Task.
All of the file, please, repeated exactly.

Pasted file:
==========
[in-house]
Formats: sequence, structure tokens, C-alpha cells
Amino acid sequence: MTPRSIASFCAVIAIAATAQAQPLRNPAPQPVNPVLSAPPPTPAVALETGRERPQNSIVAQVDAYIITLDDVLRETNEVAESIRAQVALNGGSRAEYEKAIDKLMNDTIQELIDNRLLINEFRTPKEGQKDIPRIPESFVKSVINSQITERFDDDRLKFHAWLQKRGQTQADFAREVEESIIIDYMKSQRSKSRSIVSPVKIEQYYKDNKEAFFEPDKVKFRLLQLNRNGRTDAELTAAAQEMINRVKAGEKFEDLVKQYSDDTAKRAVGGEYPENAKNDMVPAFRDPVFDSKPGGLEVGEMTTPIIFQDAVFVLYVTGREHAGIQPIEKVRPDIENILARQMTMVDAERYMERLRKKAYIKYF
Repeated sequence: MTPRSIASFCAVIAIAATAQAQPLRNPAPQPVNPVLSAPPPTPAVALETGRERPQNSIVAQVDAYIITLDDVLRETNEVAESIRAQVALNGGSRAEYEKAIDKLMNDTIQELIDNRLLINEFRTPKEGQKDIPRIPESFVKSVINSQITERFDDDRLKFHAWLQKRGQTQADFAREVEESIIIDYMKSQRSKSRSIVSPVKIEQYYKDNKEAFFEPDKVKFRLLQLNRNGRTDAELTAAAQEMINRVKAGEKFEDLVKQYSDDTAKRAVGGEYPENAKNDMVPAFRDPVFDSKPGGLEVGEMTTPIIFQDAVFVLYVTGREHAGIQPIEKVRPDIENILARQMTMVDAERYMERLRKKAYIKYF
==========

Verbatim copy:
[in-house]
Formats: sequence, structure tokens, C-alpha cells
Amino acid sequence: MTPRSIASFCAVIAIAATAQAQPLRNPAPQPVNPVLSAPPPTPAVALETGRERPQNSIVAQVDAYIITLDDVLRETNEVAESIRAQVALNGGSRAEYEKAIDKLMNDTIQELIDNRLLINEFRTPKEGQKDIPRIPESFVKSVINSQITERFDDDRLKFHAWLQKRGQTQADFAREVEESIIIDYMKSQRSKSRSIVSPVKIEQYYKDNKEAFFEPDKVKFRLLQLNRNGRTDAELTAAAQEMINRVKAGEKFEDLVKQYSDDTAKRAVGGEYPENAKNDMVPAFRDPVFDSKPGGLEVGEMTTPIIFQDAVFVLYVTGREHAGIQPIEKVRPDIENILARQMTMVDAERYMERLRKKAYIKYF
Repeated sequence: MTPRSIASFCAVIAIAATAQAQPLRNPAPQPVNPVLSAPPPTPAVALETGRERPQNSIVAQVDAYIITLDDVLRETNEVAESIRAQVALNGGSRAEYEKAIDKLMNDTIQELIDNRLLINEFRTPKEGQKDIPRIPESFVKSVINSQITERFDDDRLKFHAWLQKRGQTQADFAREVEESIIIDYMKSQRSKSRSIVSPVKIEQYYKDNKEAFFEPDKVKFRLLQLNRNGRTDAELTAAAQEMINRVKAGEKFEDLVKQYSDDTAKRAVGGEYPENAKNDMVPAFRDPVFDSKPGGLEVGEMTTPIIFQDAVFVLYVTGREHAGIQPIEKVRPDIENILARQMTMVDAERYMERLRKKAYIKYF